• @Onyx said:

    It's a bit of a new-fangled thing in C++. Relatively speaking, Not sure about the if case, but the ranged-based for loops are only available since C++11.

    This version:

    [code]for( int i = 0; i < 10; ++i )
    {
    // do stuff with i
    }[/code]
    was available in C++ 98. And of course the rules about the scope of i (just during the for, or from then on until the end of the block that encloses the for) changed several times during the run-up to the release of Visual C++ 6.0 and at least once after the release, which left the poor compiler with the wrong version of those rules.

    Oh, and I found a new (to me, but it's probably known-about) way in which Discourse sucks donkey balls. There has to be a blank line between a short one-line paragraph and a ((code)) block, or the paragraph doesn't show in the preview.



  • @accalia said:

    not in python. assignment is forbidden inside the conditional of an if statement.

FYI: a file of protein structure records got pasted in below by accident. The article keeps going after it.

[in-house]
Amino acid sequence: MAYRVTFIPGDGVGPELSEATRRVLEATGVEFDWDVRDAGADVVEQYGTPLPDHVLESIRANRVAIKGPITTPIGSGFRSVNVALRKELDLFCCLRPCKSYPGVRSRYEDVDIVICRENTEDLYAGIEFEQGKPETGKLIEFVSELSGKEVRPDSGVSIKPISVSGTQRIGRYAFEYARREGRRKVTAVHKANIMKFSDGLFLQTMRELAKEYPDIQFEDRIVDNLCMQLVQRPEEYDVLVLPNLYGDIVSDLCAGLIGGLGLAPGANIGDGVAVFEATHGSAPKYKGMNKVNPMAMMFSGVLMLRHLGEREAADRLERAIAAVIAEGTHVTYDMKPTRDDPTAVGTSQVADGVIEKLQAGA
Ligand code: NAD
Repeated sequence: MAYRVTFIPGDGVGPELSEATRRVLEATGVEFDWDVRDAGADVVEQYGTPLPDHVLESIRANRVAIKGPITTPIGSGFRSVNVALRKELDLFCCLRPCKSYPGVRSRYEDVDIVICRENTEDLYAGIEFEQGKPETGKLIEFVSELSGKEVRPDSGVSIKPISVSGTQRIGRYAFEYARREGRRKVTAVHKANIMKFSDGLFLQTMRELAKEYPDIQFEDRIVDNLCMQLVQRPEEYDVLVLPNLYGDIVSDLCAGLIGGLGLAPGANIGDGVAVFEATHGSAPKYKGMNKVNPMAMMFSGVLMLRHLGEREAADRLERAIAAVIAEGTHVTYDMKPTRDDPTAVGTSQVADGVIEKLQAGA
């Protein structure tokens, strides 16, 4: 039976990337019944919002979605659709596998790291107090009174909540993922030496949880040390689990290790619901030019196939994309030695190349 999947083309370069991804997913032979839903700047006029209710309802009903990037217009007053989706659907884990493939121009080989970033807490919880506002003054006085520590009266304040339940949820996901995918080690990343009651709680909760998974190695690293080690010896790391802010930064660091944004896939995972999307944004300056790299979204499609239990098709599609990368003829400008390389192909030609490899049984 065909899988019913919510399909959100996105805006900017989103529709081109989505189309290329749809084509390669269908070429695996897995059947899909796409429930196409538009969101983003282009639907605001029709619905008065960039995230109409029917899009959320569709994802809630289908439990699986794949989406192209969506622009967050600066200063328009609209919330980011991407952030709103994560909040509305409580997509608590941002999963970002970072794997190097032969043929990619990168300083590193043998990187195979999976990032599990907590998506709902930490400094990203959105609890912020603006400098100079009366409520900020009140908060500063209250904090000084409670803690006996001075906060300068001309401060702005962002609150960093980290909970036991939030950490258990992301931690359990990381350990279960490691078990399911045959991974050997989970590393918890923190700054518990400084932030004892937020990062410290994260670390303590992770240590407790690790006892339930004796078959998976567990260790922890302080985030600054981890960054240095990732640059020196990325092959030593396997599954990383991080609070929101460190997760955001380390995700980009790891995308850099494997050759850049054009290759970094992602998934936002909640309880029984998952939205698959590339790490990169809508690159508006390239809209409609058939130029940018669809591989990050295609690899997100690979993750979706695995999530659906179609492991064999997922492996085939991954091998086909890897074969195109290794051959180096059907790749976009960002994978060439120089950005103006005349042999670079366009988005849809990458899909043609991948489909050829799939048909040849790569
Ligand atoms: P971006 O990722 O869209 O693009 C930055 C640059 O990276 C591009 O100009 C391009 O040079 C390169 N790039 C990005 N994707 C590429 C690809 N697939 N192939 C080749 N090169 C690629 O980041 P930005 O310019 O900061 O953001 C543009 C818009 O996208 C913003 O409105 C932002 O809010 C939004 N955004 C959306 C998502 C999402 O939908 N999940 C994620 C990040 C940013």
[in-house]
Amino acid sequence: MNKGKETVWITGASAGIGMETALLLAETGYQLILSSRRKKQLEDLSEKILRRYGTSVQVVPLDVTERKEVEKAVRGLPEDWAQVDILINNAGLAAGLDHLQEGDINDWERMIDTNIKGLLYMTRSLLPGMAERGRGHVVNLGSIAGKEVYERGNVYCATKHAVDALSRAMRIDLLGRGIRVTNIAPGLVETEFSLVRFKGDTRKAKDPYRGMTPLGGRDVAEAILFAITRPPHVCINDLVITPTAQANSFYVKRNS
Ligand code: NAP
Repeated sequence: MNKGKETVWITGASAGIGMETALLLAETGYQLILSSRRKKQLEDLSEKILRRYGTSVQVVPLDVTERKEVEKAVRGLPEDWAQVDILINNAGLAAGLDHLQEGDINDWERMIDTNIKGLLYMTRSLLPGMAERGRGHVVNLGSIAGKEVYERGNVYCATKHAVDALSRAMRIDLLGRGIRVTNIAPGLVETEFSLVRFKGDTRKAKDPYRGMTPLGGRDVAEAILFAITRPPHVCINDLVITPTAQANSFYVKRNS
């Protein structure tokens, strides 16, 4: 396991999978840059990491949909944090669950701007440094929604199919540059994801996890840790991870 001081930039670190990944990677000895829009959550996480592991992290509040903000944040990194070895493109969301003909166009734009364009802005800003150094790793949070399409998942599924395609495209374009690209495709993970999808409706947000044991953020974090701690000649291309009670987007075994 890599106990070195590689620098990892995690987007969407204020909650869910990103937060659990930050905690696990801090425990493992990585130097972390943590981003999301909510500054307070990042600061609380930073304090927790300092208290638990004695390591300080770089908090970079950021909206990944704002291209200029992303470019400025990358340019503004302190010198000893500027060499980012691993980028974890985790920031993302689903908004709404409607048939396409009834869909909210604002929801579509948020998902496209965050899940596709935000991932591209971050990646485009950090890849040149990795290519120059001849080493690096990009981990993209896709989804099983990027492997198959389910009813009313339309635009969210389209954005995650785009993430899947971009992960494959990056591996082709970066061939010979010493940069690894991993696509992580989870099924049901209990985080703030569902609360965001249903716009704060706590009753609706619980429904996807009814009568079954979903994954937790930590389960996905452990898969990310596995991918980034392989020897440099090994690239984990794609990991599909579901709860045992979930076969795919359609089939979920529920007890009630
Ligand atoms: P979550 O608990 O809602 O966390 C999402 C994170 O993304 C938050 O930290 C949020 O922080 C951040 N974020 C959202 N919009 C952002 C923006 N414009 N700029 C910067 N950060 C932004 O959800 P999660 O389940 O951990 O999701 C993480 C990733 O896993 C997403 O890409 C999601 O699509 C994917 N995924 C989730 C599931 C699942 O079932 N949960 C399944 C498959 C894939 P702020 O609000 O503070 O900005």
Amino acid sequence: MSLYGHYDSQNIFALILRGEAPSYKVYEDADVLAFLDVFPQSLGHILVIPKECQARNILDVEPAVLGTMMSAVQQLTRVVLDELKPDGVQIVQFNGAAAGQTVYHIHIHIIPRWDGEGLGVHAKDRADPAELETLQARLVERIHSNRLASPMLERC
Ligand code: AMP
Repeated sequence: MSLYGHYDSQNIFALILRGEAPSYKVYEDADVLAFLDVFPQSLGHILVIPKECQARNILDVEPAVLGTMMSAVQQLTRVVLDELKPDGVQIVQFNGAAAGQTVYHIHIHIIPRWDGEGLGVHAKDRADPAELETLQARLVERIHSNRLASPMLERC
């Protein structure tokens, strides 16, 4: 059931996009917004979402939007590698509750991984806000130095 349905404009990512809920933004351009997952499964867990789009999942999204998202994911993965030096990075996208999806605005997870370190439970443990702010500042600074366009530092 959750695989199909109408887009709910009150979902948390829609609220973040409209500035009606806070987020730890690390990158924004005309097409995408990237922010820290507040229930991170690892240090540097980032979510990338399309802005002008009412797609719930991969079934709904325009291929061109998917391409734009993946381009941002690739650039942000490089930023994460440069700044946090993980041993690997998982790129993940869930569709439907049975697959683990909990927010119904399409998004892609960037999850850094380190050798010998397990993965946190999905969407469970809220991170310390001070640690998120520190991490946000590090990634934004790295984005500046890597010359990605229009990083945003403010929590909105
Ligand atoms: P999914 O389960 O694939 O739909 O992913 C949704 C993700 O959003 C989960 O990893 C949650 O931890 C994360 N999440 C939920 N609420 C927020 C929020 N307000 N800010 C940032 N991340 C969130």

Here's my contribution to the pendantry in this thread. In this for block:

    [code]for( int i = 0; i < 10; ++i )
    {
    // do stuff with i
    }[/code]

    there is no assignment. The = in int i = 0; is an initialisation, not an assignment.



  • With iterators being standard good practice, people wanted a more terse way to express the same idea.


  • :belt_onion:

    Cheers, wasn't sure it was 98 or the 2003 version. Now I know.



  • C++03 changed so little that most compilers treat it the same as C++98 or don't even mention its existence at all. Not even CMake mentions it:



  • @LB_ said:

    With iterators being standard good practice, people wanted a more terse way to express the same idea.

    Please enlighten me. What does this have to do with what I said?



  • I guess I misunderstood; I thought you were suggesting that nobody needed anything more than the basic 3-part for-loop inherited from C. Bad assumption on my part.


  • sockdevs

    @Steve_The_Cynic said:

    Here's my contribution to the pendantry in this thread.

    if you're going to bring pedantry to the table, maybe use the same language?

    I noted that the assignment is disallowed in python, your counter example is in a C like language ('m going to assume standard C as it is the oldest, the syntax matches, and most c-like syntaxes maintain the same behavior)

    However, that is not how For loops work in Python.

    they work like this.